I'd started releasing HLDM and Op4 maps online and started to take what I was
doing pretty seriously.

2. How did you learn about the original
Natural Selection mod and why did you decide to design a level for it?

The guy who made Bast (Kevin Roberts/Relic25)
had released a few previous maps with some really nice custom texture sets, so
as I started branching out from stock content in my HL/Op4 maps his site was
one I checked often for updates. One of those updates was a series of
screenshots of what would be ns_bast, with a link to this new mod he was making
it for. I followed the link to the NS site, started reading, saw some other
screens and concepts, and decided it was one to watch. I've always had a soft
spot for all things sci-fi, and I felt like it was a better direction to branch
out from my usual DM/CTF maps than Counter-Strike, TFC, or Day of Defeat.
Getting the NSTR to be able to make maps while the mod was in development was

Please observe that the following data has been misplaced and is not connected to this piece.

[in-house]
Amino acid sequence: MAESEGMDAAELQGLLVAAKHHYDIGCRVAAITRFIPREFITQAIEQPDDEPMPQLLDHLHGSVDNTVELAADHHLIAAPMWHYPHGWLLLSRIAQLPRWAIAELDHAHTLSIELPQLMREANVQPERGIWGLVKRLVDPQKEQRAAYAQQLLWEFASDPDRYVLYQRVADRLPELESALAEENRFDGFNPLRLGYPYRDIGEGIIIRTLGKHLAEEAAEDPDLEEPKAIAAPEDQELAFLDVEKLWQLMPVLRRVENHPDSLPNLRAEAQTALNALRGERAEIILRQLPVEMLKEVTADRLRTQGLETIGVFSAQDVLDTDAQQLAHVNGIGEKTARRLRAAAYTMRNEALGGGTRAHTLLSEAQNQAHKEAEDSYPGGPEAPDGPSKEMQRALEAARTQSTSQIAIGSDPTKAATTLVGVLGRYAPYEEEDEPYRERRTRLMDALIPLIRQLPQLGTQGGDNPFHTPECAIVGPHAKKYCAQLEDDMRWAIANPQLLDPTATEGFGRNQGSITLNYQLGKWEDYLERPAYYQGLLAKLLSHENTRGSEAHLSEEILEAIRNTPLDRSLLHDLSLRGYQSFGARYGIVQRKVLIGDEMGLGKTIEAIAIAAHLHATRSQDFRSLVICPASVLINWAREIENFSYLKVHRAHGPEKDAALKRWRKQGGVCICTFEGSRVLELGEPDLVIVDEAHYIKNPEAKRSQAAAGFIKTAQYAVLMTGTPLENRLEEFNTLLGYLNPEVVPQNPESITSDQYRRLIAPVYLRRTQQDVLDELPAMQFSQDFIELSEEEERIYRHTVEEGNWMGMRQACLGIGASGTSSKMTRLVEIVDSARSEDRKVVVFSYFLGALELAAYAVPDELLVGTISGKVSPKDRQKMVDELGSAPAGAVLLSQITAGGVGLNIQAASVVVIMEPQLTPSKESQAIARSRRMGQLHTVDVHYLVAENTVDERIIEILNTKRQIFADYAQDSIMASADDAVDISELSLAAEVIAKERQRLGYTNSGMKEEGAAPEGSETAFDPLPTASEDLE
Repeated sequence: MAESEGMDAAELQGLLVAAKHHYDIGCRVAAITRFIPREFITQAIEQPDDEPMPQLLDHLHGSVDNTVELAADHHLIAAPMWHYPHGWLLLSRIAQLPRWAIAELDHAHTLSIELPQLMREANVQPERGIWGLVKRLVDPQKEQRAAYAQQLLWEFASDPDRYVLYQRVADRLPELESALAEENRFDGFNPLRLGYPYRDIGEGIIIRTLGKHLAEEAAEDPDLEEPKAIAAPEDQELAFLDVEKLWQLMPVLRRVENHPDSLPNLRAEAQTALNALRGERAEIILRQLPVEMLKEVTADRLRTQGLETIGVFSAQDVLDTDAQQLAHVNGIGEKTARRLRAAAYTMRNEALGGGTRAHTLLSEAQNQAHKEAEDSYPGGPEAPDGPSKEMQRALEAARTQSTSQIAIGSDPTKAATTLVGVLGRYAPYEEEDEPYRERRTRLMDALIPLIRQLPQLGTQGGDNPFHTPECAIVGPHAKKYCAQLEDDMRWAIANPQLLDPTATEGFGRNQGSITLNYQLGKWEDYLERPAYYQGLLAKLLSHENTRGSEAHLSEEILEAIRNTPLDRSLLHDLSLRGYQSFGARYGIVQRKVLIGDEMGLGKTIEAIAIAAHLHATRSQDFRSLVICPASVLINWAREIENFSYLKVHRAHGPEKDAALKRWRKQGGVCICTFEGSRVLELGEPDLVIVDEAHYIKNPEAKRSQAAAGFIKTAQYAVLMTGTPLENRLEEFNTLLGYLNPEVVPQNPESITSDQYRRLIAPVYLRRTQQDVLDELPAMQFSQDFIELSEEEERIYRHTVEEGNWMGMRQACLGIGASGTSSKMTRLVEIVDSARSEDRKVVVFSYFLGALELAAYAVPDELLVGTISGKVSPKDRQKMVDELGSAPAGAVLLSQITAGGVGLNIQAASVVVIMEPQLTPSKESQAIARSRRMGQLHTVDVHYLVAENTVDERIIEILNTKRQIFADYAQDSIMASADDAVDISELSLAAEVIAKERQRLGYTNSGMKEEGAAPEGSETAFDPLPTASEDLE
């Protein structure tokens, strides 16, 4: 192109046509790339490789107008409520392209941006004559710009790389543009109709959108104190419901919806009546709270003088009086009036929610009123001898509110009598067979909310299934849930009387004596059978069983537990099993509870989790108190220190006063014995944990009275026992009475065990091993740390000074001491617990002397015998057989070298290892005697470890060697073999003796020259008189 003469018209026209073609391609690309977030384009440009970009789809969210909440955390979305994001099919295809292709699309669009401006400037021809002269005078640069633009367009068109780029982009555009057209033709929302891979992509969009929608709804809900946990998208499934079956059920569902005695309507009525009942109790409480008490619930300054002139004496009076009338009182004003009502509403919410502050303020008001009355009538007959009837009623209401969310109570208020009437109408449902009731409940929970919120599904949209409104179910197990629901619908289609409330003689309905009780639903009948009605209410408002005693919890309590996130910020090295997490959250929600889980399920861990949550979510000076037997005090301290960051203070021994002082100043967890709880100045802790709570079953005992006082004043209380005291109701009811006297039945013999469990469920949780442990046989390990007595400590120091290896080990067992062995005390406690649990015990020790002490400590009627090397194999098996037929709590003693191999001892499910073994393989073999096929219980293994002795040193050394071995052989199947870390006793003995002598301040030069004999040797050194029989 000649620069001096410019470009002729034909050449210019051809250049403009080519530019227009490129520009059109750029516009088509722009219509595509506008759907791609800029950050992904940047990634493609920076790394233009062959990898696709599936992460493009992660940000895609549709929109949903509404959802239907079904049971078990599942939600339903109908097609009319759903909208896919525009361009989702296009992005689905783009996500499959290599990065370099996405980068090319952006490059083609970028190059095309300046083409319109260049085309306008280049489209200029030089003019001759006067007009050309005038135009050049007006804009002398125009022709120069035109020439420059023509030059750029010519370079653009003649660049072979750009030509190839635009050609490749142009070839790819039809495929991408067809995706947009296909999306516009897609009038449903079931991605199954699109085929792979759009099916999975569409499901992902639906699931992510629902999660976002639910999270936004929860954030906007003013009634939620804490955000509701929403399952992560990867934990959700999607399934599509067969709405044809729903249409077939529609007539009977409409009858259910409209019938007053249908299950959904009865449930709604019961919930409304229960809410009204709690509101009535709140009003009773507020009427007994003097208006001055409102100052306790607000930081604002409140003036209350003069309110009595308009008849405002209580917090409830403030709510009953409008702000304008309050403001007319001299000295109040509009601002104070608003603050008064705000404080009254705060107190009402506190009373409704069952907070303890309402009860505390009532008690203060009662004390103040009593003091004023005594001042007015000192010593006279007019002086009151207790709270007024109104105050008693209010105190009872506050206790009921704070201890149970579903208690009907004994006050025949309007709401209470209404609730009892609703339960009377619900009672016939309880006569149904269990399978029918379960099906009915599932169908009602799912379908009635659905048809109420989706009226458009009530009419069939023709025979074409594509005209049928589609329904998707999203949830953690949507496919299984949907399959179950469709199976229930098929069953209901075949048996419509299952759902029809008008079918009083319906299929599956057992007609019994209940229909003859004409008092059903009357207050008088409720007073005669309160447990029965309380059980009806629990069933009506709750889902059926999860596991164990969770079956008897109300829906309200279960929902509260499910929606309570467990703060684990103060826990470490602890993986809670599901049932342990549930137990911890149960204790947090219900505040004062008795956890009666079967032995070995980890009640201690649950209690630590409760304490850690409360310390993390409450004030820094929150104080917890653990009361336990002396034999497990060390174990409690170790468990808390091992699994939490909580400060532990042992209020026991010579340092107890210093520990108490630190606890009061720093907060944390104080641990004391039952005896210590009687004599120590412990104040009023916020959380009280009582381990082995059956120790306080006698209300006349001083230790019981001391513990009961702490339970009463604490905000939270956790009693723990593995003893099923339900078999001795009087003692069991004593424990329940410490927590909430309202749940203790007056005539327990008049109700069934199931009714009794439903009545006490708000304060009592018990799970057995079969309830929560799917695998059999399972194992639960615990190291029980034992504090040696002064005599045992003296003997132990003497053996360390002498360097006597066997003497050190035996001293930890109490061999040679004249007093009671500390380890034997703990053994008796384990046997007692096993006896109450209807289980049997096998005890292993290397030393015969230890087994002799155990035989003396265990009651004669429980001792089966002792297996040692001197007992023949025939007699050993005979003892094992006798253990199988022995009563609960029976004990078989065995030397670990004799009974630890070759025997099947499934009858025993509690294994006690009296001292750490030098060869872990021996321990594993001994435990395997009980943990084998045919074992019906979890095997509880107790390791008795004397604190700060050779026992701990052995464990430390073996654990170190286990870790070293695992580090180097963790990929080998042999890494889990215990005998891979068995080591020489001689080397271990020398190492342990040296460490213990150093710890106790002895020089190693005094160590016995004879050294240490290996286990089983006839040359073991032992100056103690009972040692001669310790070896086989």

the icing on the cake.

3. What was the first map you made for
NS, and how long did it take to complete?

My first to completion was of course ns_eclipse.
I started it around April 2002 after having been around the NS community for a
few months. Before that I'd just dabbled a bit with the NSTR and an ill-fated
first attempt of ns_veil. The entire process from start to finish on Eclipse
1.0 was about 6-7 months, but an awful lot of that was lost on rooms and
versions that never made it into the final release. With the exception of just
a couple key areas (Station Access and Triad), nothing built before the end of